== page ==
How to lessen the impact of inflation on your finances
Is your budget out of whack these days? It's not just you. Inflation in Canada is on the rise, and many of us have begun to see bigger price tags on the items we love. As the cost of living increases, Canadians may feel the impact of inflation on their finances. No need to panic, here’s what you need to know about inflation.
What is inflation and what’s causing it?
Inflation is a gradual increase in prices. Think about how much a movie ticket was when you were a kid and how much it costs now. There are a few factors contributing to what causes inflation in Canada. Rising production costs or growing demand for products and services are among the most common causes. Conflicts and pandemic-driven shortages coupled with other things might also cause prices to rise, which could explain why inflation is rising in Canada right now.
Is inflation good or bad?
Inflation isn't always bad news. According to the Bank of Canada (the central bank in charge of controlling inflation in Canada) a stable inflation rate between 1 to 3 per cent is healthy for the economy.
The trouble is that over time rising inflation reduces the purchasing power of your income and savings, leading you to pay more to get the same items.
Whichever way you slice it, it’s hard to avoid the effects of inflation. Luckily, we’ve got a game plan to help you reduce its impact on your budget.
1. Ditch banking fees
It may be challenging for the budget-conscious to cut costs mercilessly, especially for necessities, so consider what expenses you can eliminate without sacrificing your quality of life. Everyday banking fees are a great place to start.
Some big banks typically charge $10 to $30 per month for an account, translating to hundreds of dollars a year.
When you prefer paying with debit but still want the points, the PC Money™ Account is a better choice. It has no monthly fee and gets you earning 10 PC Optimum™ points for every dollar you spend on groceries and everywhere else.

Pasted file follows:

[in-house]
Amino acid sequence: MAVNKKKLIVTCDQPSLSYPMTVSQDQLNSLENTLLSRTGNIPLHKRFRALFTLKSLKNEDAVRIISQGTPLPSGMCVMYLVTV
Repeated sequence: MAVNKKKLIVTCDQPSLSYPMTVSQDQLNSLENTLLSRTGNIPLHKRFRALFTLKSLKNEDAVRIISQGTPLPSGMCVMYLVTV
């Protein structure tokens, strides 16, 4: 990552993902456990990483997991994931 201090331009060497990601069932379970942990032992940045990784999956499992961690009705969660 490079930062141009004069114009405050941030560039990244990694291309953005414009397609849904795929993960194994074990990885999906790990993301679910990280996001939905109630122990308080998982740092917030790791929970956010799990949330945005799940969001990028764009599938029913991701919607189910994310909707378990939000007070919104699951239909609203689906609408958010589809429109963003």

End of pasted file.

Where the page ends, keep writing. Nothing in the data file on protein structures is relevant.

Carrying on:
2. Switch up your credit card reward strategy
Do you have a plan for using your credit card or are you just winging it? Credit cards can help you get the most out of your everyday expenses when used wisely.
Maybe you have a credit card with wonderful travel perks, but the annual fee is hundreds of dollars, making it more expensive than it's worth right now if you're not traveling. You can switch to a no-annual-fee credit card, like the PC® Mastercard® if that’s the case. Go for a card that gives you rewards towards purchases you would have made anyway.
3. Negotiate and shop around for the best rates
Not all price tags are fixed. Whether it’s insurance, internet, or your cell phone bill it's a good idea to shop around and compare prices right now to ensure that you're still getting the best deal.
4. Join a loyalty program
The financially savvy may already be onto this, but it seriously pays to be loyal. Joining a rewards program like PC Optimum™ can help you stretch your budget even further. Pair it with your PC Financial® card and every purchase earns you points faster.
For example, PC Optimum™ members earn 10 points per litre when filling up at Esso™ and Mobil™ gas stations in Canada. Pay with a PC® Mastercard® and you’ll earn up to 30 points per litre of fuel at Esso™ and Mobil™ stations. You can even redeem your points toward fuel and car wash rewards at Esso™ stations.
5. Don't be afraid to double-dip
We're all about getting you the most bang for your buck. Points collectors benefit from stacking points by using their PC® Mastercard® to earn more PC Optimum™ points faster. When you reach 10,000 points, you can redeem $10 in rewards toward your purchases at participating stores, and your points will never expire. Doesn’t that sound like a sweet deal?
While it may seem a bit scary now, rising inflation won't last forever. Not having control over how it works doesn’t mean that you can’t break out the financial dustpan and update your current budget. Making savvy choices right now is the best way to help you manage the impact of inflation for the future.
General information not about PC Financial products is provided for your reference and interest only. The above content is intended only to provide a summary and general overview on matters of interest and is not a substitute for, and should not be construed as the advice of an experienced professional. The PC Financial® team does not guarantee the currency, accuracy, applicability or completeness of this content.